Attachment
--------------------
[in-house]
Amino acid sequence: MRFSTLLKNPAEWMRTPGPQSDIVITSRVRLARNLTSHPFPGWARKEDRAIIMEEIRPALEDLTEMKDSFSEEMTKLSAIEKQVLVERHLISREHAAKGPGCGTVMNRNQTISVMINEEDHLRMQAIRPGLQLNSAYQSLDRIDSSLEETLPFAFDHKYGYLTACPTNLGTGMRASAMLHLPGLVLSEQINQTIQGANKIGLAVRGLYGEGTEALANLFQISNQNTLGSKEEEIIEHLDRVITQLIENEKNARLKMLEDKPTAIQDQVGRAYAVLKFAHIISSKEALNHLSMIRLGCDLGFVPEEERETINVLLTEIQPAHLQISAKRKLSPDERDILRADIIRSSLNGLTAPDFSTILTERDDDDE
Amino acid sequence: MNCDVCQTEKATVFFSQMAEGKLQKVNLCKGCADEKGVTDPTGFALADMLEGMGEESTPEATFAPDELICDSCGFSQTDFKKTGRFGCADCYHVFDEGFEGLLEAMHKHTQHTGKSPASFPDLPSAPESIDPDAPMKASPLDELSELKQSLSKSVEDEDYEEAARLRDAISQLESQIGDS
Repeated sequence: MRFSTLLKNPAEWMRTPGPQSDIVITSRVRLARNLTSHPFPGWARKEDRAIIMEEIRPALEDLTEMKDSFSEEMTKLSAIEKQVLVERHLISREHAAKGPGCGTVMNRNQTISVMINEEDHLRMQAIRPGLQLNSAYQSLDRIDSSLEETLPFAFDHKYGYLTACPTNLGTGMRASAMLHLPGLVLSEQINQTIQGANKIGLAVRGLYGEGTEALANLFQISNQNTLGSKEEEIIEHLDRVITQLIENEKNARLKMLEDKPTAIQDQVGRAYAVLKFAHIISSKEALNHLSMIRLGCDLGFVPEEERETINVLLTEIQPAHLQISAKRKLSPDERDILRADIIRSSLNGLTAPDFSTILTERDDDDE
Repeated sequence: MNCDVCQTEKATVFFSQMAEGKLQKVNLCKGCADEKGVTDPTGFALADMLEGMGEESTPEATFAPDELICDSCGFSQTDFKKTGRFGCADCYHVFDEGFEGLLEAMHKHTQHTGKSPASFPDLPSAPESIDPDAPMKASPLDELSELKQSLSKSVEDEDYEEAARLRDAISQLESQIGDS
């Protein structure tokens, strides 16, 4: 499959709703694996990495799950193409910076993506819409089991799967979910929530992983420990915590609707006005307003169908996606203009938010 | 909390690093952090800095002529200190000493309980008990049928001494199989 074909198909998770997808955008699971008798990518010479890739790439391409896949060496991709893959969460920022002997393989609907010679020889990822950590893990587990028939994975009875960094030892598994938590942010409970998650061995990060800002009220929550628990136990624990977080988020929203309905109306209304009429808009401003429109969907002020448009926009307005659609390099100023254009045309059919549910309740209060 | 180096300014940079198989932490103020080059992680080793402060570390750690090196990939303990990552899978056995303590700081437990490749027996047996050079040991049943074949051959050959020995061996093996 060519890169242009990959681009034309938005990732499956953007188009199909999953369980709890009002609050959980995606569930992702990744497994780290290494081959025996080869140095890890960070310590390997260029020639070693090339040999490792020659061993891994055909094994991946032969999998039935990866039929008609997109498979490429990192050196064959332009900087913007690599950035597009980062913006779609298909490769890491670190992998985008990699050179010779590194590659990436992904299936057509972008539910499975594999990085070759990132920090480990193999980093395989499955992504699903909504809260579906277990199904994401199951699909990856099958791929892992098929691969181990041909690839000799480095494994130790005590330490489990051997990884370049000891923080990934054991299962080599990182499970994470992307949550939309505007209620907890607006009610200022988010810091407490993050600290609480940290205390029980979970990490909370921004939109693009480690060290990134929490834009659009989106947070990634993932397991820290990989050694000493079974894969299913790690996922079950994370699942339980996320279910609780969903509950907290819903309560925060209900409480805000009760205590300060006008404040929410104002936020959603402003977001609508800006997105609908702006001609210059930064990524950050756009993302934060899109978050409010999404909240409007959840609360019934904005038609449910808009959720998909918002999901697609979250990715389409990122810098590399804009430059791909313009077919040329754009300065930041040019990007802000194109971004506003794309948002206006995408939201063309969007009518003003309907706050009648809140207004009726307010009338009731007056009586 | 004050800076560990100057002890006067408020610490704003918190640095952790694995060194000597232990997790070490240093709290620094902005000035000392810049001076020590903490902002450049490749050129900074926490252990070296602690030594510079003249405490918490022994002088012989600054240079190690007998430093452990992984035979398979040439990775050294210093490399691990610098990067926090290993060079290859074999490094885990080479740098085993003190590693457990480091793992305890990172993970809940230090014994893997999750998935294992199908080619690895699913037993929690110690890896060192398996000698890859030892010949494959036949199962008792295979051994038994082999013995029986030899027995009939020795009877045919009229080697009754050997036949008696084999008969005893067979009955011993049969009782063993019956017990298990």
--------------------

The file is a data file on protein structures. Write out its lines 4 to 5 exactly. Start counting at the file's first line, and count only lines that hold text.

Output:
Repeated sequence: MRFSTLLKNPAEWMRTPGPQSDIVITSRVRLARNLTSHPFPGWARKEDRAIIMEEIRPALEDLTEMKDSFSEEMTKLSAIEKQVLVERHLISREHAAKGPGCGTVMNRNQTISVMINEEDHLRMQAIRPGLQLNSAYQSLDRIDSSLEETLPFAFDHKYGYLTACPTNLGTGMRASAMLHLPGLVLSEQINQTIQGANKIGLAVRGLYGEGTEALANLFQISNQNTLGSKEEEIIEHLDRVITQLIENEKNARLKMLEDKPTAIQDQVGRAYAVLKFAHIISSKEALNHLSMIRLGCDLGFVPEEERETINVLLTEIQPAHLQISAKRKLSPDERDILRADIIRSSLNGLTAPDFSTILTERDDDDE
Repeated sequence: MNCDVCQTEKATVFFSQMAEGKLQKVNLCKGCADEKGVTDPTGFALADMLEGMGEESTPEATFAPDELICDSCGFSQTDFKKTGRFGCADCYHVFDEGFEGLLEAMHKHTQHTGKSPASFPDLPSAPESIDPDAPMKASPLDELSELKQSLSKSVEDEDYEEAARLRDAISQLESQIGDS